Comments About the Golf Facilities

When asked for specific comments about the course they played, a variety of comments surfaced. As reported in previous research, the most common criticism was the universal complaint, namely the slow pace of play. Courses were occasionally criticized for physical characteristics such as insufficient upkeep, spiked-up greens, and being overly difficult. Other issues such as the absence of a beverage cart, inadequate food facilities, the individual's own play - especially when lost balls were involved - were also mentioned.

More compelling, however, were the positive assessments of the courses. Far and away the most common praise revolved around the scenic beauty of the courses. It is also evident that many golfers get very excited by seeing wildlife - presumably deer and not geese - during their round. Courses were often commended for their upkeep, their challenge, and the fact that tee times were available. Golfers were quick to point out their own play as well; a player's birdie (or even a par) was often designated as one of the favorite aspects of the "course" and the day's round.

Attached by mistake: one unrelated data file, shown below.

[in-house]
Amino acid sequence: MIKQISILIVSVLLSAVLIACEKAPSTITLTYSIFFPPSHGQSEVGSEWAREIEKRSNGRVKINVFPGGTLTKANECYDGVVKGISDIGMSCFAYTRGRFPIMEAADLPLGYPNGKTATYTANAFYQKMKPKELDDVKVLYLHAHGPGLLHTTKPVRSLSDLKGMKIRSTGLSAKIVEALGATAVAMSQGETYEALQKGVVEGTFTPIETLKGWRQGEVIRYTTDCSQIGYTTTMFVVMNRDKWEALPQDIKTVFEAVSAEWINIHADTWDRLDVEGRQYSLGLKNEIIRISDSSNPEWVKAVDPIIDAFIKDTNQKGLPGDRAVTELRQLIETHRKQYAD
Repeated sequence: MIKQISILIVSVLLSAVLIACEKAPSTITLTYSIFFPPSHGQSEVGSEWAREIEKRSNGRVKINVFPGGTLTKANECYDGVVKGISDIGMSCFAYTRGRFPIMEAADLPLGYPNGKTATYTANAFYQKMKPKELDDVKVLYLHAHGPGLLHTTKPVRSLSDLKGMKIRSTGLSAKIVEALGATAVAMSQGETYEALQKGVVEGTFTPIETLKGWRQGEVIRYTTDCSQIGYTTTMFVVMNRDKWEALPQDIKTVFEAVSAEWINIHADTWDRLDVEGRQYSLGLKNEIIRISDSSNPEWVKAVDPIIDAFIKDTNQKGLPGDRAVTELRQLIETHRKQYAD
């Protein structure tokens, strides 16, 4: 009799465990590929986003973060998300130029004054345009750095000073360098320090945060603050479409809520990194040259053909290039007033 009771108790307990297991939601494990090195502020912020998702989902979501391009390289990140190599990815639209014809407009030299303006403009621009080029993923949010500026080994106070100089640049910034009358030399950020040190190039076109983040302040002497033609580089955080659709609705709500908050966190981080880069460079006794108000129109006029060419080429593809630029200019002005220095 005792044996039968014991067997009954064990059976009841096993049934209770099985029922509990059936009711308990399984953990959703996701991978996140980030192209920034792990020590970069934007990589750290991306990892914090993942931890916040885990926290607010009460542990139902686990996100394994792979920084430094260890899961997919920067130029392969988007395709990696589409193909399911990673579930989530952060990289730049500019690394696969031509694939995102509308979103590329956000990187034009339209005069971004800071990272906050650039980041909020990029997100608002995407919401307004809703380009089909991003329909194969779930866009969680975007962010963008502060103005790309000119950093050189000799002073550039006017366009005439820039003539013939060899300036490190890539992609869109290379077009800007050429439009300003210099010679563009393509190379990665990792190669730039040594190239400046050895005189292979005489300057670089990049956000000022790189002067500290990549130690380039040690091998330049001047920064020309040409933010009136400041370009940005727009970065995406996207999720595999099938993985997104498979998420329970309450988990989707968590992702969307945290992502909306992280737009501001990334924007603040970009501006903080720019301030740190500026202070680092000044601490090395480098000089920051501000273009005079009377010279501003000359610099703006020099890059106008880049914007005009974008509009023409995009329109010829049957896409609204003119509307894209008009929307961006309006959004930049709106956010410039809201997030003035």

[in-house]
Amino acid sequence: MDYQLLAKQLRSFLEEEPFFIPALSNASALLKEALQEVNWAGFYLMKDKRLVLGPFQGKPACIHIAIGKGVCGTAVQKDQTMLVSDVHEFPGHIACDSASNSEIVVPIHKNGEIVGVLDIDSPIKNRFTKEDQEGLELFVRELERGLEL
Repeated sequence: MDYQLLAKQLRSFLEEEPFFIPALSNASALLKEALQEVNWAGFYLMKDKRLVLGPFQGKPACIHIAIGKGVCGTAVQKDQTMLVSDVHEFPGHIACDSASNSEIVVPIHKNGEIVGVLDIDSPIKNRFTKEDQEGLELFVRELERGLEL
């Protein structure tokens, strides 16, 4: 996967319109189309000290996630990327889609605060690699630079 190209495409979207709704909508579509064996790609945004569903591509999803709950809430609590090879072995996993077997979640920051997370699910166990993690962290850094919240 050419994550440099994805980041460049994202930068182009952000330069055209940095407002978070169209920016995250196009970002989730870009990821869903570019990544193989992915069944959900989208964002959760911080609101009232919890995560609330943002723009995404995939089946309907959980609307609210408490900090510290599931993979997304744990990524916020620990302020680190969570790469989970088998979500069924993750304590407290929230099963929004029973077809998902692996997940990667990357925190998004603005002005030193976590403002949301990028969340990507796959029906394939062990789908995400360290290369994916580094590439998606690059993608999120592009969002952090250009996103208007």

It would appear from the comments that "playability" is a major issue. It is likely the single most important reason that casual golfers shy away from some of the better known resort courses which are known for their difficulty. Many courses nationwide have addressed this phenomenon by providing a varied array of tee positions which significantly impact the length and corresponding slope rating of the course. Research indicates that golfers really don't like to walk off the course feeling that they were lucky to survive 18 holes. When this happens, they usually don't come back! There is also the likelihood of them telling their friends and associates. Course operators and developers would be well served to eliminate the "toughest course you can build" attitude and provide tracks that couple challenge and enjoyment in a single package.